Add Alternate Image Titles for Better Blog Design
An alternate image title (alternate attribute or what HTML calls alt) provides browsers with a way to handle a blog image when it can’t be displayed for some reason. In place of your blog image, the browser displays the alternate image text. An image might not display in a visitor’s browser for various reasons, such as a slow Internet connection, or a slow PC.
When you’re designing your blog, you want every component of your blog, including your images, to describe the purpose and content of your blog with text. Because the alternate image title is the most descriptive element in HTML for explaining the content of an image using text, it has even more importance from an SEO and navigation design perspective.
Include appropriate alt text in your blog’s design
Here you see the WordPress panel for editing the appearance of an image in a page. The sample shows its layout with respect to some adjacent text — not the real text of the page, but some Latin that WordPress uses as a placeholder. In the middle of the panel is the Alternative Text field. Notice it’s separate from the Caption field and the Title field.
When you enter a value for the alt attribute, in the HTML tag for the image, it looks like this:
<img src="http://www.yoursite.com/images/filename.jpg" alt="Costa Rica butterfly" />
Whether images are part of your blog’s main design or a single blog post, include relevant keywords in your alt attributes so that search engines can find them easier. A search engine user may navigate to your blog by finding an image first — for example, a crocheted blanket — and clicking on the image to read the post associated with it, where she may find instructions for crocheting it.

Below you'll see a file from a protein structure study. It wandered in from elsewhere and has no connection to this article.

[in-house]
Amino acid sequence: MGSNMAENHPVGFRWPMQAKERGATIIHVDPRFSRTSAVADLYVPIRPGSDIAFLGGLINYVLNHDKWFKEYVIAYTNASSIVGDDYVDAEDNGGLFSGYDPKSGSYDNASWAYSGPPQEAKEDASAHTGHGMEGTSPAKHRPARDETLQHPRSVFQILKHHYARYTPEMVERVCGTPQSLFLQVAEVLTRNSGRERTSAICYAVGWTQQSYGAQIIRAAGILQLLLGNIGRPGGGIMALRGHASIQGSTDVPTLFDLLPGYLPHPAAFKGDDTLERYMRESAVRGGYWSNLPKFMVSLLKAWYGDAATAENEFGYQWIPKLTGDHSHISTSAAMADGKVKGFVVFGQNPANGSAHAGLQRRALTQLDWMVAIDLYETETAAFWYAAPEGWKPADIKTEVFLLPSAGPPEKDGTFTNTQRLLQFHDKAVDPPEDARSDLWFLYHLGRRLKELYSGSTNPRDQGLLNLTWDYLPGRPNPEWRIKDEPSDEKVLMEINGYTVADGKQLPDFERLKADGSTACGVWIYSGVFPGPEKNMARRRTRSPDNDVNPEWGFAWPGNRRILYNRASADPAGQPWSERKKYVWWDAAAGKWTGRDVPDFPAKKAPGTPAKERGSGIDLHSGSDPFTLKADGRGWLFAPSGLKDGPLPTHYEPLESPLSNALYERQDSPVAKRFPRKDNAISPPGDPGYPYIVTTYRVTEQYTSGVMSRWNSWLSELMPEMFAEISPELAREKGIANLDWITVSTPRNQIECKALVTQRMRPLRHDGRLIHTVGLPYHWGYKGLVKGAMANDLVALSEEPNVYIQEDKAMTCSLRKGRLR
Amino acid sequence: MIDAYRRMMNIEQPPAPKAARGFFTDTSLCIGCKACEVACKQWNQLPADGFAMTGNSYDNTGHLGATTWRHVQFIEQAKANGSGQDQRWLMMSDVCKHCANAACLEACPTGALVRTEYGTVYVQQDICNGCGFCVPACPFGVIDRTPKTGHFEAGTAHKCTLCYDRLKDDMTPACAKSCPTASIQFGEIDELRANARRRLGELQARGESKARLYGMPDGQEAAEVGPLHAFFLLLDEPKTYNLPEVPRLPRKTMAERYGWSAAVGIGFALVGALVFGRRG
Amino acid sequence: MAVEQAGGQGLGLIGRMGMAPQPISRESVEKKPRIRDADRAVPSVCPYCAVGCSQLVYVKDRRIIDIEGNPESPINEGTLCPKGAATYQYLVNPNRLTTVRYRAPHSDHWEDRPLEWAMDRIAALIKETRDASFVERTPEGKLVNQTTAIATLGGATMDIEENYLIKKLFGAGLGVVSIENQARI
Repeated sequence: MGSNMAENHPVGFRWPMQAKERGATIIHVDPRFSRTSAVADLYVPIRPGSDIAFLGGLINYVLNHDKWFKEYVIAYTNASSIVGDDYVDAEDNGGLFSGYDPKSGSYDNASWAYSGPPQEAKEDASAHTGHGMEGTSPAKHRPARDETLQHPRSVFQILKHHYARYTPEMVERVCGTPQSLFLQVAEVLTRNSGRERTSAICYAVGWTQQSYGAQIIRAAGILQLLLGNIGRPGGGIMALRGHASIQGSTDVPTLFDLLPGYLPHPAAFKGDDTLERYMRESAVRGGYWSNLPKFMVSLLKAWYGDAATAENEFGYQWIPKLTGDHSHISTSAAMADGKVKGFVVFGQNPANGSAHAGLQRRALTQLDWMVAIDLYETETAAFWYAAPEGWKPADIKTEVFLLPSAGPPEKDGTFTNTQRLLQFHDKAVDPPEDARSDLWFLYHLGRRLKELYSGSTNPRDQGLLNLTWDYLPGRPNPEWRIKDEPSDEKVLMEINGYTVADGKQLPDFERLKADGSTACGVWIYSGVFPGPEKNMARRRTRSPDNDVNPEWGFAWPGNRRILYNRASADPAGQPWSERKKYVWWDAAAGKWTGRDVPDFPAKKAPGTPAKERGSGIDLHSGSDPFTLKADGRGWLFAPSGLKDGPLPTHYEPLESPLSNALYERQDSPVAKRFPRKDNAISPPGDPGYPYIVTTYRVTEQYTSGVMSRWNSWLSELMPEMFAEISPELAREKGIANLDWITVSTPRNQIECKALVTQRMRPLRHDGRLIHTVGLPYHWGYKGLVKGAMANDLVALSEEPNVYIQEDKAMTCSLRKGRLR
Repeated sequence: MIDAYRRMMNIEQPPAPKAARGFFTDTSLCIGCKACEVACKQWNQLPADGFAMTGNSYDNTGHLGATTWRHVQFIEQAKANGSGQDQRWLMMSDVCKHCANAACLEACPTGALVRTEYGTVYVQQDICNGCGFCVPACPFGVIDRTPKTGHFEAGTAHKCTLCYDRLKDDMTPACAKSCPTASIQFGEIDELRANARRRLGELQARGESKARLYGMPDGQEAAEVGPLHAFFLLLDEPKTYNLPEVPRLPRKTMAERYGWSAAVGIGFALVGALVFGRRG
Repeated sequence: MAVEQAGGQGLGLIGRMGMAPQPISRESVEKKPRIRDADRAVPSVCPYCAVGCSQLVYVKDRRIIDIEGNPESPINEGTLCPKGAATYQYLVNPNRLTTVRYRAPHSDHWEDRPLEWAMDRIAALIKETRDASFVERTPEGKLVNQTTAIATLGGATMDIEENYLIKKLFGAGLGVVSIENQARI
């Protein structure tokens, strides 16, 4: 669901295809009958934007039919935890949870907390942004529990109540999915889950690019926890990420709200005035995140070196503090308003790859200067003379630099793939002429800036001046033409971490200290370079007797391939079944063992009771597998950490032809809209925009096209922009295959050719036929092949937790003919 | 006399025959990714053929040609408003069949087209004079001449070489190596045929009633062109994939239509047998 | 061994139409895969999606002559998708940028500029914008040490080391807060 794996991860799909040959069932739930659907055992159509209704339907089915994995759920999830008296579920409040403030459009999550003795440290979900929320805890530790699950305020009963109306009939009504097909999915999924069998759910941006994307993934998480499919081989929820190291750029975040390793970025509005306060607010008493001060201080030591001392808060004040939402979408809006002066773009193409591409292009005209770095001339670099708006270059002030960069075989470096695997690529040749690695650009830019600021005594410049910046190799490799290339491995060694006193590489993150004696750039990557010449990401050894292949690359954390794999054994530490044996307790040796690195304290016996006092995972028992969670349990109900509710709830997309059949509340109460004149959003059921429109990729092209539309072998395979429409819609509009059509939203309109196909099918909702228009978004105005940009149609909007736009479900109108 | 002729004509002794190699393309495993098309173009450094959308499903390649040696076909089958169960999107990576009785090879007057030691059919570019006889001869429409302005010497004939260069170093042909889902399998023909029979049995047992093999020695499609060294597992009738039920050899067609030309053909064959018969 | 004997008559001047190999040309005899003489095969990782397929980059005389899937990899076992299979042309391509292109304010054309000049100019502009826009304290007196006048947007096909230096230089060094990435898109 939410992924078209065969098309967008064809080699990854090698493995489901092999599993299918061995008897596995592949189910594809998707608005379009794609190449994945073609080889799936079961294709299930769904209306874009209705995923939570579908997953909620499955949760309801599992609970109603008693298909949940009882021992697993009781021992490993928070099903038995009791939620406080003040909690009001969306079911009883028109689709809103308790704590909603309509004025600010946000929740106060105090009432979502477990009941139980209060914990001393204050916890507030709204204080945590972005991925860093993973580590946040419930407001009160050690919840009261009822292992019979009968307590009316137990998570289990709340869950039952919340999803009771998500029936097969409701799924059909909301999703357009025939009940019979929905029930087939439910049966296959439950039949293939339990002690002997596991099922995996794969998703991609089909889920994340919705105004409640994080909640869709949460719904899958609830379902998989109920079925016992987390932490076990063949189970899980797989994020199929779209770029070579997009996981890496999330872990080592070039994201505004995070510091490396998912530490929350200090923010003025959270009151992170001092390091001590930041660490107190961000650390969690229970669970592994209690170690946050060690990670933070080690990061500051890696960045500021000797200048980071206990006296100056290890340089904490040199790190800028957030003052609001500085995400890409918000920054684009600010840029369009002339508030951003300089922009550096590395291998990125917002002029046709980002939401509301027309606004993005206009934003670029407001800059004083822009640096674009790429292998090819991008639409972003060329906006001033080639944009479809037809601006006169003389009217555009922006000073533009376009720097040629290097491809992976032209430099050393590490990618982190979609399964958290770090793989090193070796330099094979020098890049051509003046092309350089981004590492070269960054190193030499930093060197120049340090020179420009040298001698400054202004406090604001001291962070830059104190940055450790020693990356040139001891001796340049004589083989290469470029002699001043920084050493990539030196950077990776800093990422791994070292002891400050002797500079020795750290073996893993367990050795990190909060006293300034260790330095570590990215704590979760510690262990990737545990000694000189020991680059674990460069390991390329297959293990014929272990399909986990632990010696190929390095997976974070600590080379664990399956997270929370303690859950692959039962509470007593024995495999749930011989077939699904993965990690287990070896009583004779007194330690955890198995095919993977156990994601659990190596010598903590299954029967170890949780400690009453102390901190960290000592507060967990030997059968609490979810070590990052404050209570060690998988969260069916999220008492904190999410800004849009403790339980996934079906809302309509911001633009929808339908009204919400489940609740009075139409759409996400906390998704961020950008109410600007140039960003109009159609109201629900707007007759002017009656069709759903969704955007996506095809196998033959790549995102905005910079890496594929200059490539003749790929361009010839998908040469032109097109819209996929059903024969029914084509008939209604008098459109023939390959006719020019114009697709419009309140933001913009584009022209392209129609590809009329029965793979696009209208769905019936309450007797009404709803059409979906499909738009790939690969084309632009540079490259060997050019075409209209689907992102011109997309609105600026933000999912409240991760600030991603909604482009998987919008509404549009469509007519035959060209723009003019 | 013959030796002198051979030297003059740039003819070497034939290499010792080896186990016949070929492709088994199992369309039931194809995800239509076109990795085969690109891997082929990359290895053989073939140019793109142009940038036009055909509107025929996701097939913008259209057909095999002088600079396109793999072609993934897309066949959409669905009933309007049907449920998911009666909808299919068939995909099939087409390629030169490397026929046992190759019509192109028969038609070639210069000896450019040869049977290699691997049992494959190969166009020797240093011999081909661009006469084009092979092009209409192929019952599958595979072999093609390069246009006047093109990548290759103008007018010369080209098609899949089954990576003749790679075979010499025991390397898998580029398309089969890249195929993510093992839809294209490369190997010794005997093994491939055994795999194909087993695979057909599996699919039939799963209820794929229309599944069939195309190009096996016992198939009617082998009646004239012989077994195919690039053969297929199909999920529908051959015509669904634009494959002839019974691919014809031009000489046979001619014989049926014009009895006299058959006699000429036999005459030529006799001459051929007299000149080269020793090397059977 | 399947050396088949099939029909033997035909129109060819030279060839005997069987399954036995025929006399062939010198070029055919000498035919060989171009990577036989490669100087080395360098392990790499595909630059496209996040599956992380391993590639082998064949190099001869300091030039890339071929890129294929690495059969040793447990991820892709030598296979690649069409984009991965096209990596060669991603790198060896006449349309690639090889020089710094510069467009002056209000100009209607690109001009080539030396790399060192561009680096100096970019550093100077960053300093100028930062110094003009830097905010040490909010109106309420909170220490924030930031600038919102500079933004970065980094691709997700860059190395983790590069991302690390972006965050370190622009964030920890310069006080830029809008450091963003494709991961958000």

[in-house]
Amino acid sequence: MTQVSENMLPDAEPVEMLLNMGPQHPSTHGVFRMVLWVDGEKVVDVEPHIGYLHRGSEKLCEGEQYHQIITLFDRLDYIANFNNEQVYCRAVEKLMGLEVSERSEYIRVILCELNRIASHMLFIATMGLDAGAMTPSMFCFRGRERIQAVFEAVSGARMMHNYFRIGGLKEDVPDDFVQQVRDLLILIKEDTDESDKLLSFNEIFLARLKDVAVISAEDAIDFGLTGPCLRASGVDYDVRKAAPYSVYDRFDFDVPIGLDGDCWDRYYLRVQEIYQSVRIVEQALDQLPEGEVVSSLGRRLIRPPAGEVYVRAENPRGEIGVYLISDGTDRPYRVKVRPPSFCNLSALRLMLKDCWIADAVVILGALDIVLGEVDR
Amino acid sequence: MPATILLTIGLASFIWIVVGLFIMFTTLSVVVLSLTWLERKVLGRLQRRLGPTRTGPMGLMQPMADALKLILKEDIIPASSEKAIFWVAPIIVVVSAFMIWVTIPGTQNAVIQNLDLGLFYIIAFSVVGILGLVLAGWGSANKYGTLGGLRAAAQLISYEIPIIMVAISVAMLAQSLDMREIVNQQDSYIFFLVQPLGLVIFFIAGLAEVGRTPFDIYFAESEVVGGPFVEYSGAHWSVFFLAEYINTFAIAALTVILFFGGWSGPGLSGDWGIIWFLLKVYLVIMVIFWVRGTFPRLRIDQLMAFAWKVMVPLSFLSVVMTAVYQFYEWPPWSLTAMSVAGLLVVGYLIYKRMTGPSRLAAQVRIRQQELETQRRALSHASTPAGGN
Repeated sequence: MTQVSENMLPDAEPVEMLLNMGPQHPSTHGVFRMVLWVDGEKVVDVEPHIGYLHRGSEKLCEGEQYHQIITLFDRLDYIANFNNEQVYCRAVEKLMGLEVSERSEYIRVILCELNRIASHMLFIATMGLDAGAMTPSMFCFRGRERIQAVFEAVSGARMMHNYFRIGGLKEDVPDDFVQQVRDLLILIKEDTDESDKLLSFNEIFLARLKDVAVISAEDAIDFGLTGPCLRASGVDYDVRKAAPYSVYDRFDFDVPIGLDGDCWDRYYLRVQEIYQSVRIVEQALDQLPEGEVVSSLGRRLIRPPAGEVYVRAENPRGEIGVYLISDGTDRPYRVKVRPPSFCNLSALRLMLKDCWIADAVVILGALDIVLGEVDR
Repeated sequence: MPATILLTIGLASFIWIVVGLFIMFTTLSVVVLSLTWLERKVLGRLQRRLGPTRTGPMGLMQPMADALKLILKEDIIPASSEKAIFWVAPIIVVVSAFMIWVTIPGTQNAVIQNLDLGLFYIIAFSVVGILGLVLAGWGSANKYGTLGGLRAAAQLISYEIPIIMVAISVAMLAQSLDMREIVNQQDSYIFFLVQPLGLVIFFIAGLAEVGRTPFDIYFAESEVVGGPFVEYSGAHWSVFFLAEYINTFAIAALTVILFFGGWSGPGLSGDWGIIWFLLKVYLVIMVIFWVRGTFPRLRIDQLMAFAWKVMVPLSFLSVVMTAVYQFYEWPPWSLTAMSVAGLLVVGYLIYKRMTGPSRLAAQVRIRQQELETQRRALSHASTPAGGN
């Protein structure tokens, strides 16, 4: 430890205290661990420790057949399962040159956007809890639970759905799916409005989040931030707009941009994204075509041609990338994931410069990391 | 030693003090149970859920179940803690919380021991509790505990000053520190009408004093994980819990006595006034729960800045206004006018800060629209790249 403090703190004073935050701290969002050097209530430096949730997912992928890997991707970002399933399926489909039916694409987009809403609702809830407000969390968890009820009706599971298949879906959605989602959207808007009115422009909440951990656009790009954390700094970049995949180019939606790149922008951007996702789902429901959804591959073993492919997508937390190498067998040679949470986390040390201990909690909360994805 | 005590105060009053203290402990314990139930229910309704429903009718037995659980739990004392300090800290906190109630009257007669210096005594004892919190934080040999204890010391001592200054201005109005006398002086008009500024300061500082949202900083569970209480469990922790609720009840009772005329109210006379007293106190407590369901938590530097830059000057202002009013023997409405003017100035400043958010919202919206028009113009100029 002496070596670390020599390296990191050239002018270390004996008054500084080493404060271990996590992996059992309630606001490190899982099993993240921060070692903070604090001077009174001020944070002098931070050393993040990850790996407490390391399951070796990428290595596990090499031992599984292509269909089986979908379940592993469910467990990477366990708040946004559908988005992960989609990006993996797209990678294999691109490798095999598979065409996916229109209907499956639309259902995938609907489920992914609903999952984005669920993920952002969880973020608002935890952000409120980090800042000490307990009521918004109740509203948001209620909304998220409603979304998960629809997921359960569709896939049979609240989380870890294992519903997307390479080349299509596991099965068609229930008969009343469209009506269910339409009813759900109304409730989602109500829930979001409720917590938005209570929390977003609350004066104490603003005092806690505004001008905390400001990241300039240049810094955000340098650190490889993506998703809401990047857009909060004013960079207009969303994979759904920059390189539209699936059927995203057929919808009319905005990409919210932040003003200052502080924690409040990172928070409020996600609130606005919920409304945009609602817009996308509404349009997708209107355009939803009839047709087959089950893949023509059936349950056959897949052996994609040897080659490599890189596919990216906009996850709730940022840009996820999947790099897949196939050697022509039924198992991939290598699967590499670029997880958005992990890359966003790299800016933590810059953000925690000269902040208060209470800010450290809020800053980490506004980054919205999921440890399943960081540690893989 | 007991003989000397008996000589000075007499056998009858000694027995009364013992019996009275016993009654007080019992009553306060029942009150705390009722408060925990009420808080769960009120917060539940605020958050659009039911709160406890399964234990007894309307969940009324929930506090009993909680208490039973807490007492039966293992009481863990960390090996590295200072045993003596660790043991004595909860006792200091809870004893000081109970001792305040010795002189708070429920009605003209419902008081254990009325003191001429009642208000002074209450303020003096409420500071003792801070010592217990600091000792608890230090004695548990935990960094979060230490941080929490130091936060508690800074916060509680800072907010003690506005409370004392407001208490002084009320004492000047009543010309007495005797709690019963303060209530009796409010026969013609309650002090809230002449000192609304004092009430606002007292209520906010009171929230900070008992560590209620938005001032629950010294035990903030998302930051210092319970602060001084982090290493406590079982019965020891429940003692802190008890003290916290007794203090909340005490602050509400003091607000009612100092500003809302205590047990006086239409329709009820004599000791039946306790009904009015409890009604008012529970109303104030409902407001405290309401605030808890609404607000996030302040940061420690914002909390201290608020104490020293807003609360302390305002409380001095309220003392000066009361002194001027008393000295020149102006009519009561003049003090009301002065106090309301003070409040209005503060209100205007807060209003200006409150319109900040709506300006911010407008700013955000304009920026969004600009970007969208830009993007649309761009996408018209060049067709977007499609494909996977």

Alt attributes also improve usability, by enabling people with blindness or impaired vision to identify the images appearing on your site. Assistive devices can read aloud the text for each alt attribute.
Include other image attributes in your blog’s design
Notice the example WordPress image also shows a Title field. When the user hovers over an image, and it has a Title field, the browser shows that text at the mouse pointer location.
Although a title description can provide additional information about a photo, it’s more useful to people than to search engines. However, you can be more explicit with a Title field than with an alt attribute, which is more appropriately a summary.
If the theme of the blog includes a space for a caption, then its contents may be typed into the Caption field. This is for text you want your reader to see without having to hover over it first.
A title description is quite important if your blog readers use Pinterest. When someone pins a post of yours using a PinIt mobile bookmarklet, that bookmarklet pulls up the title description from the image accompanying that post. Pinterest then uses your image’s title as the pin description. Without the description, Pinterest pulls the image’s filename, which may be less descriptive.
Bottom line: When you use all the tools available to you for describing the topics of your blog, the more likely that a search engine will accept your blog as authoritative about those topics.